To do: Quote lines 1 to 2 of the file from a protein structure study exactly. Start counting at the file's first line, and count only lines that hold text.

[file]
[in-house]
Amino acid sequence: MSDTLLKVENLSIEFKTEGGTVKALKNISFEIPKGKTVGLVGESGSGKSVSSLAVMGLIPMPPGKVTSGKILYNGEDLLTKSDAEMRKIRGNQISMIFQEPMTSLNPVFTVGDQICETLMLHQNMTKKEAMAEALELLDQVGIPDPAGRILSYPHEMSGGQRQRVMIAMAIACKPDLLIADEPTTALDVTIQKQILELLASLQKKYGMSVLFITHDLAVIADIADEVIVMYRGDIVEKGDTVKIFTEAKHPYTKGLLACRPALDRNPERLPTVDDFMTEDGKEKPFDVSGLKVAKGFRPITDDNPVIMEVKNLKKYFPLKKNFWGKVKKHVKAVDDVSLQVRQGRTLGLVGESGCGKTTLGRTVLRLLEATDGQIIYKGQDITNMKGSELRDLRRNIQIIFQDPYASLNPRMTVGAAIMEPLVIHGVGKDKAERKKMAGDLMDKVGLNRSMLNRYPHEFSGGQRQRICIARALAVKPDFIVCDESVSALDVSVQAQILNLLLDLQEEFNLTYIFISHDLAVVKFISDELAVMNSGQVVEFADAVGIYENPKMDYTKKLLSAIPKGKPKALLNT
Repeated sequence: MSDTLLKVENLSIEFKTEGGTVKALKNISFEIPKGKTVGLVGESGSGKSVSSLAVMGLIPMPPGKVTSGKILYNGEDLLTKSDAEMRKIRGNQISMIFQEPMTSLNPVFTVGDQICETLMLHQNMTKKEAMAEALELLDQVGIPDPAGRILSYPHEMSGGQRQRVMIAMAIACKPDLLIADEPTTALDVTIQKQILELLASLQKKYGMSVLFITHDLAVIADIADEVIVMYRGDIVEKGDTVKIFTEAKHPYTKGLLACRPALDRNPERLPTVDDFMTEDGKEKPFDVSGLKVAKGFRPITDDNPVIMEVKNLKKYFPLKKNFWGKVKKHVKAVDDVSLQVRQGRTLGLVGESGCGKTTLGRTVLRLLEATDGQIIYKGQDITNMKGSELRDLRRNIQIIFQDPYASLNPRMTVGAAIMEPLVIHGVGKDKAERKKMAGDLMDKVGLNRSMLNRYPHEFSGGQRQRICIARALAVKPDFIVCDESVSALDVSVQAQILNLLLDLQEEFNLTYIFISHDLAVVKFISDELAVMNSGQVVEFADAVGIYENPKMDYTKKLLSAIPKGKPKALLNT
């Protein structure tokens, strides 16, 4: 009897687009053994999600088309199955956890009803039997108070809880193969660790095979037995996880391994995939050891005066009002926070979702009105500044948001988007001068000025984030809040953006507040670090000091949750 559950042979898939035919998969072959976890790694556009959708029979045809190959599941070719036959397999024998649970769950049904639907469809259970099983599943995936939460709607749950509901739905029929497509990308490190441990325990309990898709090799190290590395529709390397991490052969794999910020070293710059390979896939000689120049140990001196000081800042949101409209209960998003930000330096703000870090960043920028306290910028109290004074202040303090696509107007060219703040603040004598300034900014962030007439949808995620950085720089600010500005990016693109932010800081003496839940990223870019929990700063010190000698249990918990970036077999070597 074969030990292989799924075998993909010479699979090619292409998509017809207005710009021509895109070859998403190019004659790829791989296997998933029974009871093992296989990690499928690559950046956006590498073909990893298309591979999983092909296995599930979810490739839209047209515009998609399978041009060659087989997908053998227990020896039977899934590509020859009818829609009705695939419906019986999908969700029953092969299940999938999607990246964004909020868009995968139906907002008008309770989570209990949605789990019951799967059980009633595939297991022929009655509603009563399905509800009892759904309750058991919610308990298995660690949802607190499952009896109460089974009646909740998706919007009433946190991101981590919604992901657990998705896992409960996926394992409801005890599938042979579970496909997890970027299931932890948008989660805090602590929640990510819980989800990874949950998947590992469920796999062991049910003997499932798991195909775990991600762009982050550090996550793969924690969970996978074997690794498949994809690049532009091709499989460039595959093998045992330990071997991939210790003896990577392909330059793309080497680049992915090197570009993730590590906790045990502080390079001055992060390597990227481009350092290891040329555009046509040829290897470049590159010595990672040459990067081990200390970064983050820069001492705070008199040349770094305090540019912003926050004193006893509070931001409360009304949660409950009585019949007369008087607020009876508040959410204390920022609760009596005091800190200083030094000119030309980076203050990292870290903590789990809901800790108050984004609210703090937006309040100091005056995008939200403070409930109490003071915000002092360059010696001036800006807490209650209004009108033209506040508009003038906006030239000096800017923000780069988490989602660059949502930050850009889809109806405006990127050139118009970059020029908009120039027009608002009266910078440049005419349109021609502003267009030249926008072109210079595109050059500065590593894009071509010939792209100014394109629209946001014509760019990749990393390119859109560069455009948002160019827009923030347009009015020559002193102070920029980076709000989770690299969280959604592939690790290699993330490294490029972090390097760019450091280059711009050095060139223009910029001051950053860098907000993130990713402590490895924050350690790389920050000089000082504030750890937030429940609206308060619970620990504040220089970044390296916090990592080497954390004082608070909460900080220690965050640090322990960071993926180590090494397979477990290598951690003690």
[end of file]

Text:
[in-house]
Amino acid sequence: MSDTLLKVENLSIEFKTEGGTVKALKNISFEIPKGKTVGLVGESGSGKSVSSLAVMGLIPMPPGKVTSGKILYNGEDLLTKSDAEMRKIRGNQISMIFQEPMTSLNPVFTVGDQICETLMLHQNMTKKEAMAEALELLDQVGIPDPAGRILSYPHEMSGGQRQRVMIAMAIACKPDLLIADEPTTALDVTIQKQILELLASLQKKYGMSVLFITHDLAVIADIADEVIVMYRGDIVEKGDTVKIFTEAKHPYTKGLLACRPALDRNPERLPTVDDFMTEDGKEKPFDVSGLKVAKGFRPITDDNPVIMEVKNLKKYFPLKKNFWGKVKKHVKAVDDVSLQVRQGRTLGLVGESGCGKTTLGRTVLRLLEATDGQIIYKGQDITNMKGSELRDLRRNIQIIFQDPYASLNPRMTVGAAIMEPLVIHGVGKDKAERKKMAGDLMDKVGLNRSMLNRYPHEFSGGQRQRICIARALAVKPDFIVCDESVSALDVSVQAQILNLLLDLQEEFNLTYIFISHDLAVVKFISDELAVMNSGQVVEFADAVGIYENPKMDYTKKLLSAIPKGKPKALLNT